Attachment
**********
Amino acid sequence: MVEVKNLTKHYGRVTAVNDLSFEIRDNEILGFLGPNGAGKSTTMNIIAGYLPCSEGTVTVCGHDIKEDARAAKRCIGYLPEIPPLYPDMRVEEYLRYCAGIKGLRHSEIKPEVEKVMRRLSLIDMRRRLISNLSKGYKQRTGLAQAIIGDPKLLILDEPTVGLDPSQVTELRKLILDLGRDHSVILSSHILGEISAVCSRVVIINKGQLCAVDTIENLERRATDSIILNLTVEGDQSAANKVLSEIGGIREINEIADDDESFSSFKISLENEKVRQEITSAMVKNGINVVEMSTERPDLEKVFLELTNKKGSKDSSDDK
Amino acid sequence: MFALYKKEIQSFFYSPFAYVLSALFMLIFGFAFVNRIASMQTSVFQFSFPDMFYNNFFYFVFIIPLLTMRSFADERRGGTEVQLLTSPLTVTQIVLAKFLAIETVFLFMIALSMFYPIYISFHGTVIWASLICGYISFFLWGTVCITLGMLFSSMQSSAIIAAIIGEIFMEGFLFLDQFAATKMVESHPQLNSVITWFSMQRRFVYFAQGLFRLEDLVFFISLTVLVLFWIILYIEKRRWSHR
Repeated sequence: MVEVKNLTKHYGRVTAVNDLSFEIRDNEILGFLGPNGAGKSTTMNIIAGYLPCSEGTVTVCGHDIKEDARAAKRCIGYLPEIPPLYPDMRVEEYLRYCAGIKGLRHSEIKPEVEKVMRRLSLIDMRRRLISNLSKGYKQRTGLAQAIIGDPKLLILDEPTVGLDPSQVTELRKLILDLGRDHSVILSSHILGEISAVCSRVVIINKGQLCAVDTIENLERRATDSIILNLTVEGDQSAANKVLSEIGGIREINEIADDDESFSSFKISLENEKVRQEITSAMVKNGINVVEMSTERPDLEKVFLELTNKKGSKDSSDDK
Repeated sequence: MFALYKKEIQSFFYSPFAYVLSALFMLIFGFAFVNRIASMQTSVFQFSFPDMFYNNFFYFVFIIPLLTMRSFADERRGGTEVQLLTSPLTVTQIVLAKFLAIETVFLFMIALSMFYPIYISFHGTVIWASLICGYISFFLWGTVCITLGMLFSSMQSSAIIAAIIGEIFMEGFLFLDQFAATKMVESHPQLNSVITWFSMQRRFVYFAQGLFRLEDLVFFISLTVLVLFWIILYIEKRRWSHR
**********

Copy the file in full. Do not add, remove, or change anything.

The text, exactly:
Amino acid sequence: MVEVKNLTKHYGRVTAVNDLSFEIRDNEILGFLGPNGAGKSTTMNIIAGYLPCSEGTVTVCGHDIKEDARAAKRCIGYLPEIPPLYPDMRVEEYLRYCAGIKGLRHSEIKPEVEKVMRRLSLIDMRRRLISNLSKGYKQRTGLAQAIIGDPKLLILDEPTVGLDPSQVTELRKLILDLGRDHSVILSSHILGEISAVCSRVVIINKGQLCAVDTIENLERRATDSIILNLTVEGDQSAANKVLSEIGGIREINEIADDDESFSSFKISLENEKVRQEITSAMVKNGINVVEMSTERPDLEKVFLELTNKKGSKDSSDDK
Amino acid sequence: MFALYKKEIQSFFYSPFAYVLSALFMLIFGFAFVNRIASMQTSVFQFSFPDMFYNNFFYFVFIIPLLTMRSFADERRGGTEVQLLTSPLTVTQIVLAKFLAIETVFLFMIALSMFYPIYISFHGTVIWASLICGYISFFLWGTVCITLGMLFSSMQSSAIIAAIIGEIFMEGFLFLDQFAATKMVESHPQLNSVITWFSMQRRFVYFAQGLFRLEDLVFFISLTVLVLFWIILYIEKRRWSHR
Repeated sequence: MVEVKNLTKHYGRVTAVNDLSFEIRDNEILGFLGPNGAGKSTTMNIIAGYLPCSEGTVTVCGHDIKEDARAAKRCIGYLPEIPPLYPDMRVEEYLRYCAGIKGLRHSEIKPEVEKVMRRLSLIDMRRRLISNLSKGYKQRTGLAQAIIGDPKLLILDEPTVGLDPSQVTELRKLILDLGRDHSVILSSHILGEISAVCSRVVIINKGQLCAVDTIENLERRATDSIILNLTVEGDQSAANKVLSEIGGIREINEIADDDESFSSFKISLENEKVRQEITSAMVKNGINVVEMSTERPDLEKVFLELTNKKGSKDSSDDK
Repeated sequence: MFALYKKEIQSFFYSPFAYVLSALFMLIFGFAFVNRIASMQTSVFQFSFPDMFYNNFFYFVFIIPLLTMRSFADERRGGTEVQLLTSPLTVTQIVLAKFLAIETVFLFMIALSMFYPIYISFHGTVIWASLICGYISFFLWGTVCITLGMLFSSMQSSAIIAAIIGEIFMEGFLFLDQFAATKMVESHPQLNSVITWFSMQRRFVYFAQGLFRLEDLVFFISLTVLVLFWIILYIEKRRWSHR